How To Leverage Social Commerce To Power Customer Loyalty Programs

The term “social commerce” is the trend du jour for marketers, yet there’s confusion in many circles about what that really means. At its core, social commerce is about turning customers into advocates.

Social commerce means many things to many people. Some equate social commerce with capital-I “Influencer” marketing. Others think of social commerce as the process of marketers reaching consumers directly via social media platforms.

Truth be told, the original and most potent form of social commerce is embodied by everyday word of mouth. That is, social sharing in which people recommend their favored things to their family and friends and are rewarded if a purchase is made.

Marketers are putting energy and money behind the first two, but it’s the third which has the most impact. Yet, capitalizing on this tactic has proven to be the most elusive for marketers.

The Brass Ring for Advertisers

The power of word-of-mouth marketing is the elephant in the room for retailers and brands. They understand the clout of personal recommendations. However, they’ve been at a loss as to how to motivate and reward their customers to spread the word at scale.

People recommend products and services directly to each other billions of times each day, and this drives an estimated $3 trillion in annual global commerce.

Personal endorsements are undisputedly the most powerful influencer of purchase decision making. According to Nielsen, 84 percent of consumers say they either completely or somewhat trust recommendations from family, colleagues, and friends about products and services — making these recommendations the highest ranked source for trustworthiness.

In other words, you don’t have to be an “Influencer” to have influence.

Consumer word-of-mouth recommendations, while multichannel, come in two main formats:

  • People share links to products; or
  • They mention products in the text of their message.

Shared Links

When consumers share links to products or services, it’s most often relating to a specific item, for example:

KitchenAid Coffee Burr Grinder recommendation

Mentions of the Product or Merchant

Alternatively, consumers often skip the step of including a link and simply mention the product or merchant in their message:

Marriott recommendation

Contextually Relevant Recommendations

The reasons that retailers’ and brands’ efforts to motivate and reward these personal recommendations fall short are driven by two factors:

  • Personal recommendations are, by their very essence, ad-hoc and fragmented across the many ways and channels through which people communicate; and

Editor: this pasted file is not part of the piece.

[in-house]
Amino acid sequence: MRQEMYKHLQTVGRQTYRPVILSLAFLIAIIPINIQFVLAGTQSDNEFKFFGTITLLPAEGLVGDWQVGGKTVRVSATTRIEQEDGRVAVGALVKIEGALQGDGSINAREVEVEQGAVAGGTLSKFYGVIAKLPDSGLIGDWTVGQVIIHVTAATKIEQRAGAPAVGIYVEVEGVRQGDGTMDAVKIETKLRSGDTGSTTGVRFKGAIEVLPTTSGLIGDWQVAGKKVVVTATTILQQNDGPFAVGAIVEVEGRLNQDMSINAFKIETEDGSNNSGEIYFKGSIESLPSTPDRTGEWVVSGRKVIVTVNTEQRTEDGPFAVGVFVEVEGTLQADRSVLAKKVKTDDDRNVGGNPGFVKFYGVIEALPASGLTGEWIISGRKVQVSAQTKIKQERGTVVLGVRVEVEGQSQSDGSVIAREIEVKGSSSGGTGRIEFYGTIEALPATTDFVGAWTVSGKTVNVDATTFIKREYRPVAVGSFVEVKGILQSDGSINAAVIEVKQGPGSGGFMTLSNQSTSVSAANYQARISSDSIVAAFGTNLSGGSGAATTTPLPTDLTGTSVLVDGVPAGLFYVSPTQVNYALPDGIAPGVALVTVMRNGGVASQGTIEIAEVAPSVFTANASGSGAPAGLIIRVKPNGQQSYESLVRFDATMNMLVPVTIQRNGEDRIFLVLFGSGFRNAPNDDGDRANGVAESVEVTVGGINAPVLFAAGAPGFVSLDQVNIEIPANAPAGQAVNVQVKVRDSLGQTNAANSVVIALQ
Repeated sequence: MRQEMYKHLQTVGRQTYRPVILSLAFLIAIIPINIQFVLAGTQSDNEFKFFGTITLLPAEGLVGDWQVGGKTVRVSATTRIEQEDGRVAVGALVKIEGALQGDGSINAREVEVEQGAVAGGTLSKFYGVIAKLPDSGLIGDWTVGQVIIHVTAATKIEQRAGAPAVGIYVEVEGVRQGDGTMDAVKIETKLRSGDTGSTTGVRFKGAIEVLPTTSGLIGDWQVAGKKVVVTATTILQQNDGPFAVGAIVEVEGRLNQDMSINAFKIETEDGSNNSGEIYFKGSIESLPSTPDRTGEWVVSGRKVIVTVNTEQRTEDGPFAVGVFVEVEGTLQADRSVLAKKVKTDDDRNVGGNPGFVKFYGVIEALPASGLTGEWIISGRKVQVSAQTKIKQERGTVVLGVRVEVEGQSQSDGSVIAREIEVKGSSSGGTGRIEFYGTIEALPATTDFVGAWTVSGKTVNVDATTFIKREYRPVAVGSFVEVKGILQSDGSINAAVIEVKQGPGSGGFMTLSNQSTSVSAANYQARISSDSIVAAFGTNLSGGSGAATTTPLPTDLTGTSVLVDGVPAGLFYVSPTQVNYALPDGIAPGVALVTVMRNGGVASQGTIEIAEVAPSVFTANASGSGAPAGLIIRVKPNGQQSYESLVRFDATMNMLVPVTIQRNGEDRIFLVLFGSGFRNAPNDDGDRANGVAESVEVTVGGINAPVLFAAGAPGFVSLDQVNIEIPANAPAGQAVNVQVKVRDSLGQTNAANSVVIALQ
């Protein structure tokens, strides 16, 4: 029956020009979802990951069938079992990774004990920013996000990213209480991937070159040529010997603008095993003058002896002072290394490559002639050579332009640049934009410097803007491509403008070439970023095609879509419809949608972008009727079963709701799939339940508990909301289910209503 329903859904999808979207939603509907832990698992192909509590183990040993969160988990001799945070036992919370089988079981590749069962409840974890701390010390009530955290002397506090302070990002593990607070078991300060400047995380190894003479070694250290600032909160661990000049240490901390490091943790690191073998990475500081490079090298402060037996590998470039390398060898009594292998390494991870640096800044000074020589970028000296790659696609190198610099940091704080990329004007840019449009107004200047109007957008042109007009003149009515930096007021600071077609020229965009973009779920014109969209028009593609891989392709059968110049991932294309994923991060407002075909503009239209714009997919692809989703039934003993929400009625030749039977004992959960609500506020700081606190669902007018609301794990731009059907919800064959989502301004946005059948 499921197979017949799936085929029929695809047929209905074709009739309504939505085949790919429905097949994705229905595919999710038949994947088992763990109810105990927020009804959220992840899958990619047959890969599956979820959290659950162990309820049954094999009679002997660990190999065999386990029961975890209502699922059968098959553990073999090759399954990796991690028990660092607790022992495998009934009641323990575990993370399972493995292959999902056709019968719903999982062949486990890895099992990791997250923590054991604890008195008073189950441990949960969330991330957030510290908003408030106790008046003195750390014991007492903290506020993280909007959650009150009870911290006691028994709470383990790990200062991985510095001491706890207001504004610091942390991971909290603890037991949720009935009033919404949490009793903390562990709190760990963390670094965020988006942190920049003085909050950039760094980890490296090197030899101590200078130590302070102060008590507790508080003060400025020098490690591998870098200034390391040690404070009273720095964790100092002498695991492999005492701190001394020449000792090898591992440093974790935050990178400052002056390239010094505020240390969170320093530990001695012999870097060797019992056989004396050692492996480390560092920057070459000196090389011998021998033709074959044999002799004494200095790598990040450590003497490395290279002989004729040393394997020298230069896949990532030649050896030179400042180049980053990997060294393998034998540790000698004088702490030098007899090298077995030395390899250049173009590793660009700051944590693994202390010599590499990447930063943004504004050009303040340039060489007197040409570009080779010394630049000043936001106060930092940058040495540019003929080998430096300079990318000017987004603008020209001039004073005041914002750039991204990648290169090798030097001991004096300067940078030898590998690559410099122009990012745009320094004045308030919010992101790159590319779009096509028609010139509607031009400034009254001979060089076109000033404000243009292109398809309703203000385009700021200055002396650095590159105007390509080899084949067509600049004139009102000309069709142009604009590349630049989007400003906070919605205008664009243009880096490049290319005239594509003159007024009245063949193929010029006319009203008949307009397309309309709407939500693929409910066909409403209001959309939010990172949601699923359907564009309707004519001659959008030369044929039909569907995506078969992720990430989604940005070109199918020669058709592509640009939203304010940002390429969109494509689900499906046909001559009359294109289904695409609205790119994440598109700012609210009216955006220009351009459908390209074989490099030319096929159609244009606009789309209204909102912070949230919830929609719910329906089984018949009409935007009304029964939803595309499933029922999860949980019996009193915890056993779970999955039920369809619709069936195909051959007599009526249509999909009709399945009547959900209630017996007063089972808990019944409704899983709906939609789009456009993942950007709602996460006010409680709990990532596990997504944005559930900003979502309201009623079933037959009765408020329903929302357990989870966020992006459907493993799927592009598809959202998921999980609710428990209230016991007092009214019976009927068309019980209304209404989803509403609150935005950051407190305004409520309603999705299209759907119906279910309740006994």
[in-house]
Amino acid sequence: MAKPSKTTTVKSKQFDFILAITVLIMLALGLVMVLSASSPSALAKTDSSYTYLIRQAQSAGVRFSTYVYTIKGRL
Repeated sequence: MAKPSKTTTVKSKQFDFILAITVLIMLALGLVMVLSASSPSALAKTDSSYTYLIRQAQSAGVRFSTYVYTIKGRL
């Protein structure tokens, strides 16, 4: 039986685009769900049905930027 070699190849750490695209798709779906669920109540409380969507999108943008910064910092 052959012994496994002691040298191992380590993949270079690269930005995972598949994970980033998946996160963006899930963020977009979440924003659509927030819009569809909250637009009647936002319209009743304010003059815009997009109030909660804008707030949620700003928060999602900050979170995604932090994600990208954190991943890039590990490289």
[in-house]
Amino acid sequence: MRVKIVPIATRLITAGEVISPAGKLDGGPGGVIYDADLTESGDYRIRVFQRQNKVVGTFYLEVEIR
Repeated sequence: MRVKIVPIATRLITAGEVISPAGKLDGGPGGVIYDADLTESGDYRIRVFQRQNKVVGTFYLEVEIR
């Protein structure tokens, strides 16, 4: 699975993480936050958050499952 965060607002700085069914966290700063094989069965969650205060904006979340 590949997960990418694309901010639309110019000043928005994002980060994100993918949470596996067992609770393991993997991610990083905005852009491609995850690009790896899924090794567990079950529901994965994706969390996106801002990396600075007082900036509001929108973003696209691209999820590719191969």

• Advertisers fear disrupting the most potent aspect of a personal recommendation, its authenticity.

Platforms are emerging which address both concerns, allowing advertisers to execute multichannel programs which tap into, rather than disrupt, authenticity.

The most authentic recommendations are those which are contextually relevant to a conversation and come within one-on-one communications, like DMs and text messages as in the above examples.

According to our research, 99 percent of respondents trust recommendations from friends or family more than they trust advertising, and 96 percent of respondents have made a purchase from their phones based on a direct recommendation they received via text.

The key challenge for advertisers has been the historical lack of technology that enables them to contextually insert themselves within the conversation in a way that is authentic and unobtrusive.

Keys to Successful Social Commerce Loyalty Programs

The next challenge for marketers is how to best leverage the untapped potential of social commerce in the true sense of the word: to motivate and reward recommenders contextually and naturally as they casually recommend products, services, and brands they’re loyal to in their personal messages.

Four principles come into play for marketers when they’re seeking to motivate and reward people for recommending their products via digital word of mouth:

  1. Effortless: Successful efforts and technologies fit naturally within social dialogue, harness existing user behavior, and do not require the recommender to take any extra steps.
  2. Omnichannel: Since digital word of mouth happens wherever people chat and share ideas, successful programs and technologies need to meet consumers where they already are — by functioning in all platforms (mobile, desktop) and all communication channels (text, apps, social media, etc.).
  3. Unobtrusive: It’s critical to leverage the authentic conversations among people and fit naturally and unobtrusively within the context of the conversation.
  4. Rewarding: It’s essential to execute accurate tracking and attribution for social sharing, so that the person who makes recommendations can get rewarded if their suggestions result in purchases.

To build a successful social commerce-driven loyalty program, and tap into the power of the unrealized $3 trillion in transactions from personal recommendations, brands must ensure their programs meet these criteria.

With these key elements in place, programs are more likely to ring authentic and to successfully drive results for brands.

Word of mouth no longer has to be an elusive source of increased sales for the brands that are successful at turning customers into loyal advocates who get rewarded as they organically share their recommendations.

Jordan Glazier

Jordan Glazier is founder and CEO of Wildfire Systems. He is a former eBay executive who led the e-commerce pioneer's three largest marketplaces. Jordan was also previously the CEO of Eventful, a digital service connecting consumers with entertainment and local events that was acquired by CBS in 2014.

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